Recent paintings develop this mythic dimension with several figural references to Laocoon, Icarus and other tales from the Greeks. But unconvincing figuration distracts from Mr. Milewicz’s achievement . The abrupt literalism of his reliance on superhero dolls as models narrows the significance of his customary pictorial power.
We can live without the North American gallery system but who could survive in a world where elephants didn’t fly their tots around the globe on Elephant One? How could we put our own children to bed without the sweet reality of shared make-believe?
|"Babar's World Tour"
by Laurent de Brunhoff
On view at Mary Ryan Gallery are the camera-ready illustrations for Laurent de Brunhoff’s latest book, “Babar’s World Tour.” Actual drawings, compared to printed reproductions, have an indefinable fizz. Laurent de Brunhoff’s are lively and intelligent, crisply marking forms and gestures. Included in this delightful exhibition are preparatory drawings, gouaches and watercolors for published stories dating back to 1947 when Laurent continued the Babar legacy created by his father Jean in 1931. Especially appealing are Mr. Laurent’s preliminary pencil drawings, cursive testaments to the natural grace of his hand. The range of spirited articulation broadens in samplings of older work where formal qualities charm to the same degree as the subject. It is hard to say which is more engaging, the fluid watercolor renderings of “Babar’s Museum of Art” or the pleasure of seeing our own world reflected back to us by culture-savvy elephants who give parties in the Temple of Dendur.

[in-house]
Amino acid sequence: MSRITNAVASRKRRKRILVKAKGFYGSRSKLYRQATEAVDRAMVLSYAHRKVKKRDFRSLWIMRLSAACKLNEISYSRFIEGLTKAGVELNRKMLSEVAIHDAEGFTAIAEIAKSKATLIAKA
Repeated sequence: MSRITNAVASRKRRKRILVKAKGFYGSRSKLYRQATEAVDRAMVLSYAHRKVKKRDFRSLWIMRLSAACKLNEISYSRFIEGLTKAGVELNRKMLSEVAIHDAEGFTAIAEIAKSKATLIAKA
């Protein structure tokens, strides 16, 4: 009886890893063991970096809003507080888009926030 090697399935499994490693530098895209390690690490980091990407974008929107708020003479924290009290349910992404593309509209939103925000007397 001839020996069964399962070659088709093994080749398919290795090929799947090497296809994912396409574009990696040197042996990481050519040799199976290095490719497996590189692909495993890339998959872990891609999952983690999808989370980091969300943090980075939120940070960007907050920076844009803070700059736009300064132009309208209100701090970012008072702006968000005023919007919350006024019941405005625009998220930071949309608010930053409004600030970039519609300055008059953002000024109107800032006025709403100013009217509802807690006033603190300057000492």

Particularly delicious is Babar’s meditative visit to a Japanese stone garden. Why not? We spend our lives looking for elephants in the lotus position; we just phrase the search in more adult-sounding terms. And one glimpse of Babar at the North Pole gazing en famille at a pachydermatous iceberg makes clear the laugh is on us.
Say what your want about the hothouse vanities of the Bloomsbury group. The insouciance of their painting and various decorative projects is still a pleasure to see. This show of 35 works at Davis & Langdale has only one more week to go. It would be a shame to miss it.